Apa konsep yang anda tawarkan saat itu?Saya lihat FEUI mempunyai sejarah yang panjang, kompleks, rumit dengan banyaknya lembaga dan program studi seperti ada Ilmu Studi Pembangunan, Ilmu Akuntasi dan Ilmu Manajemen. Tantangan kita ke depan adalah untuk melakukan internasionalisasi secara global. Kita tidak lagi head to head dengan UGM atau universitas lainnya di luar negeri, kita sekarang harus sejajar secara internasional. Dan kita tidak bisa sendiri, harus ada sinergi dari 3 program studi yang ada, dengan mahasiswa, dosen, dan sebagainya untuk memajukan FEUI.
Caranya bagaimana untuk bawa FEUI ke persaingan internasional?Saya akan mengakselerasi kerjasama internasional. Baik itu mengundang dosen dari luar negeri untuk mengajar di sini, atau outbond, dalam arti dosen kita dikirim untuk mengajar ke luar negeri.
Ada rencana rekomendasi ke pemerintah? Aspek distribusi dan penataan lembaga. Saya baru dua hari, dan masih banyak yang harus dikerjakan. Tadi ada yang datang dari Slovakia, dan mereka appreciate, karena yang termuda di Slovakia adalah 34 tahun. Dan saya juga lagi Guru Besar, dan mudah-mudahan selesai dalam 3 atau 4 bulan. Saya berencana buat media center.(dnl/qom)
April 25, 2009 § Leave a comment
I’m not exactly a movie freak but I love watching movies. Well, at least certain kinds. From the kinds that makes you hold your breath, full of anticipation, family/romantic comedy, crazy comedy (I love Jack Black), and even the ones with the weirdest coincidence (Just Like Heaven, My Sassy Girl).
Anyway, some movies I just can’t enjoy with my boyfriend (don’t ask me why). He hates some of the stuff I like, but hey, I’m pretty liberal myself so he can have his own opinion.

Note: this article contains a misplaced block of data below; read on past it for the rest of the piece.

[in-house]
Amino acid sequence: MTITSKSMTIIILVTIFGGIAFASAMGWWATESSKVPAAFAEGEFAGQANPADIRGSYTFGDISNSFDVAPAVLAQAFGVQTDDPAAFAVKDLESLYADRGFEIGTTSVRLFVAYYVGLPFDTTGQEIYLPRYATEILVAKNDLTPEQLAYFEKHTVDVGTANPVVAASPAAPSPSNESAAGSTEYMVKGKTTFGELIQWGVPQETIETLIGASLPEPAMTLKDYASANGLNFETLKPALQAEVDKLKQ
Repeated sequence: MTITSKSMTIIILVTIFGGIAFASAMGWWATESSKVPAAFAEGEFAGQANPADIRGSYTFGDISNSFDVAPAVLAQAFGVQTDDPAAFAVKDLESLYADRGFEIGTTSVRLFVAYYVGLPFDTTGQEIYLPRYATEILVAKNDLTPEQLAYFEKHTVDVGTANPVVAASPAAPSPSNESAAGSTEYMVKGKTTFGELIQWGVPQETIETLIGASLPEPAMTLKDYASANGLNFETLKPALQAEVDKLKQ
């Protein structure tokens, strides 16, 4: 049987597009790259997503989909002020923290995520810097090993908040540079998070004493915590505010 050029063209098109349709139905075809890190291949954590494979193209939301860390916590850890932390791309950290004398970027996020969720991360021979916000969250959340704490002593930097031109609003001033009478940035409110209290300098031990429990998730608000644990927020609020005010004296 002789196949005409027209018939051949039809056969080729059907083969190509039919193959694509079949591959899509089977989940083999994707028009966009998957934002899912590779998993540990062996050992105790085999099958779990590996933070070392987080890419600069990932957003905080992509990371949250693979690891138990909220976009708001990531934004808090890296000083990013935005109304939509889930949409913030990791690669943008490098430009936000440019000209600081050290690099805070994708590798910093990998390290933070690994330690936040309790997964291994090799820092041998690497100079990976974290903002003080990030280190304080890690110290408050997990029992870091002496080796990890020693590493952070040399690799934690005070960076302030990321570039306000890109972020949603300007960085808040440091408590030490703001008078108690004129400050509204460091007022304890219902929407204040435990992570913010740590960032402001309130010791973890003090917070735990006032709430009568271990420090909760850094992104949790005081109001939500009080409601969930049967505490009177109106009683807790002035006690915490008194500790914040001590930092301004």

Anyway, talking about movies, yesterday I re-lived the most perfect moment in a movie. Cruel Intentions’ ending. The perfect blend of movie and music, cinematography at its maximum impact. The song was Bittersweet Symphony by The Verve, which pretty much sums up the movie plot, that life IS a bittersweet symphony. Above all, the truth and goodness will triumph. I especially love when Sarah Michelle Gellar walked out of the church, looked terrified and puzzled, with the music playing in the background. The key was in the music, the crescendo intro that leads to the moment where she appeared at the door. It was great acting and at that moment then.
The bad guy (Sarah Michelle Gellar), who always worked hard for her socially perfect image was caught in the end, even with the cross-coke-container still filled with the cocaine.
Of course to fully appreciate this movie ending, you have to watch the movie. They really build up the story until the final climactic moment, it was a shocker and perfect ending at the very end.
And, seeking comfort, we sometimes wonder if in real life the true faces of the devil will be clear enough for us to see.
– ajeng, 26-4-2009 –
Disclaimer: I do not own the movie Cruel Intentions and the soundtrack Bittersweet Symphony.
April 23, 2009 § 2 Comments